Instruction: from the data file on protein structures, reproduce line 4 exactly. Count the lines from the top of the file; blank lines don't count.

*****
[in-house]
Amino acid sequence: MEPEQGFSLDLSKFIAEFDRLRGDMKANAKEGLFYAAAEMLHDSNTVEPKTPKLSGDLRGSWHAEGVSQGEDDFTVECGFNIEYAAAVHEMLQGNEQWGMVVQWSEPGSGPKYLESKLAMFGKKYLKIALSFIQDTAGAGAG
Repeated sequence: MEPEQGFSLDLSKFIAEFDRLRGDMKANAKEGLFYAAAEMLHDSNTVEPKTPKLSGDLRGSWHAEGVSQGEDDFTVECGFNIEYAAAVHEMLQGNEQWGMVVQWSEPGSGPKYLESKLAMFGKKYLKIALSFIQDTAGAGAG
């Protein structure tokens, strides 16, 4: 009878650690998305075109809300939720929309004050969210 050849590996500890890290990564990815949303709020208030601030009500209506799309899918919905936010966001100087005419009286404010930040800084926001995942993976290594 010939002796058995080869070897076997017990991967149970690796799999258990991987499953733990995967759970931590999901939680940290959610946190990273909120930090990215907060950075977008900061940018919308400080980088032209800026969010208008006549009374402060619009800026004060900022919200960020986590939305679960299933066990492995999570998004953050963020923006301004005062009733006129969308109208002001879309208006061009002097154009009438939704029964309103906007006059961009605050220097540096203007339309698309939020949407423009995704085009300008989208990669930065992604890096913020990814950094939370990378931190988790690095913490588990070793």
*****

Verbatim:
């Protein structure tokens, strides 16, 4: 009878650690998305075109809300939720929309004050969210 050849590996500890890290990564990815949303709020208030601030009500209506799309899918919905936010966001100087005419009286404010930040800084926001995942993976290594 010939002796058995080869070897076997017990991967149970690796799999258990991987499953733990995967759970931590999901939680940290959610946190990273909120930090990215907060950075977008900061940018919308400080980088032209800026969010208008006549009374402060619009800026004060900022919200960020986590939305679960299933066990492995999570998004953050963020923006301004005062009733006129969308109208002001879309208006061009002097154009009438939704029964309103906007006059961009605050220097540096203007339309698309939020949407423009995704085009300008989208990669930065992604890096913020990814950094939370990378931190988790690095913490588990070793």